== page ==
American Players Theatre
5950 Golf Course Road
P.O. Box 819
Spring Green, WI 53588
Box Office: 608-588-2361
You probably know J.M. Barrie as the creative inspiration behind Peter Pan. While you will recognize the playwright’s whimsy, this play is unlike anything you’ve ever seen. We start in an aristocratic English setting, the title character having fulfilled his life’s aspirations by becoming a butler. And, next thing you know (are you ready for this?), Crichton and the rest are stranded on a deserted island. What good is a butler on a deserted island? You’d be surprised. And you will be surprised. Not just any playwright could make the pieces fit, but Barrie does it with charm, humor and irony to spare.
Through October 6.
Review: The Admirable Crichton / American Players Theatre
By Brian Hieggelke, Newcity.com, August 24, 2012.
American Players finds charm in Barrie's 'Admirable Crichton'
by Mike Fischer, JS Online, August 14, 2012.
The butler did it in APT's class-conscious 'Crichton'
by Lindsay Christians, 77 Square, August 13, 2012.
American Players Theatre's The Admirable Crichton is witty take on the English class system
by Jennifer A. Smith, Isthmus, August 12, 2012.
Albers directs 'gem' of APT's summer season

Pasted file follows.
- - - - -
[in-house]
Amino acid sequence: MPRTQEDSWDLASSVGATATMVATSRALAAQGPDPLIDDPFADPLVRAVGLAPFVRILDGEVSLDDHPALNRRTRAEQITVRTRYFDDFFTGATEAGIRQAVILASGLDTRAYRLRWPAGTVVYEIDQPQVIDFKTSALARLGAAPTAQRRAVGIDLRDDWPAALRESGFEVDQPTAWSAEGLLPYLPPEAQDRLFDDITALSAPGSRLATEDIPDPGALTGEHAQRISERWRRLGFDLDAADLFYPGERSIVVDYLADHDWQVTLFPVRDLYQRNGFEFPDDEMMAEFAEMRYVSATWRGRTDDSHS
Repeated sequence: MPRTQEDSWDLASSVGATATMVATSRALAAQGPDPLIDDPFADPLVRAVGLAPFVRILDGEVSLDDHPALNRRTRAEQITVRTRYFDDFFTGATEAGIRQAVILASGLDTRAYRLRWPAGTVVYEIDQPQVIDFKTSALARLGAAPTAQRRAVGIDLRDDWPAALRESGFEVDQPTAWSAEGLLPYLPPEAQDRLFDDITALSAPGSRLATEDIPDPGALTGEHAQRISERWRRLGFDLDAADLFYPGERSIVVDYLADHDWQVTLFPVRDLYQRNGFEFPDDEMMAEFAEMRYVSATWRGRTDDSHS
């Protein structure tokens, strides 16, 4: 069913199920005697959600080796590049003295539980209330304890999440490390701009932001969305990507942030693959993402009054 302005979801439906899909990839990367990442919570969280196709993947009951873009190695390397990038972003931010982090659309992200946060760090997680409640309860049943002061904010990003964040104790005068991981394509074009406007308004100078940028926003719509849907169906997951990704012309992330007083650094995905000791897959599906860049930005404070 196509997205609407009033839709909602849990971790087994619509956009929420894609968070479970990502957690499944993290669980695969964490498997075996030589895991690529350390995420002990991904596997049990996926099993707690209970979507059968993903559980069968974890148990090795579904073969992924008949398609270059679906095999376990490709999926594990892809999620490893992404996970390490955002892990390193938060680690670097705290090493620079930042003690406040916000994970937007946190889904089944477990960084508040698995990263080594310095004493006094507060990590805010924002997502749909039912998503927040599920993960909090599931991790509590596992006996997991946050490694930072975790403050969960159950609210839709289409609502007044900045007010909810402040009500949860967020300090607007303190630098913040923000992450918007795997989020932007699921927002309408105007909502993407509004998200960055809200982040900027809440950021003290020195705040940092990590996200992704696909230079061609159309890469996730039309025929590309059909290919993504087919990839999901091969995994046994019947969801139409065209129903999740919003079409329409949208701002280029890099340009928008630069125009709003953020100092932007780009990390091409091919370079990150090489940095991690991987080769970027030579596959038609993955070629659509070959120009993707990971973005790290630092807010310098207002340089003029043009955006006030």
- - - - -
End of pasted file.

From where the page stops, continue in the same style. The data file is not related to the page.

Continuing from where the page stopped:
By Terry Rindfleisch, The La Crosse Tribune, August 12, 2012.
“To be born is to be wrecked on an island”
Scotland’s James Matthew Barrie is one of my favorite playwrights. The author of Dear Brutus (which features one the greatest scenes between a father and a daughter ever written), Quality Street, The Old Lady Shows Her Medals, The Twelve Pound Look (which, unlike Ibsen’s The Doll’s House, comedically addresses the issue of women’s rights) and The Admirable Crichton, has long taken a back seat to his Irish contemporary, George Bernard Shaw. But, while Shaw’s satire revels in a confrontational and clinical approach to social themes which often seems to sacrifice the core of our being in favor of intellectual fireworks, Barrie’s whimsical satire of the British class system when subjected to an unfamiliar, desolate and hostile environment, welcomes those same themes with a warm and loving heart that only occasionally and casually acknowledges the frigid “clinicity”…(I know that is not a word, but it really should be)…frigid “clinicity” of intellect.
They do seem to agree on one point: Shaw wrote, “Home life is no more natural to us than a cage is natural to a tiger,” and in this play Mr. Barrie’s title character observes that, “Whatever is natural is right.” As much as I admire and respect the monumental intellect of George Bernard Shaw, I will forever tip my hat to the monumental heart of James Matthew Barrie.
There is a story, perhaps apocryphal (I sincerely hope not, because it is too delicious to be a lie), that Shaw and Barrie once lived across the street from one another in London, and Shaw challenged Barrie to a playwriting contest for children. Shaw wrote Androcles and the Lion. Barrie wrote Peter Pan.
Apocryphal or not, I rest my case.
- Kenneth Albers, Director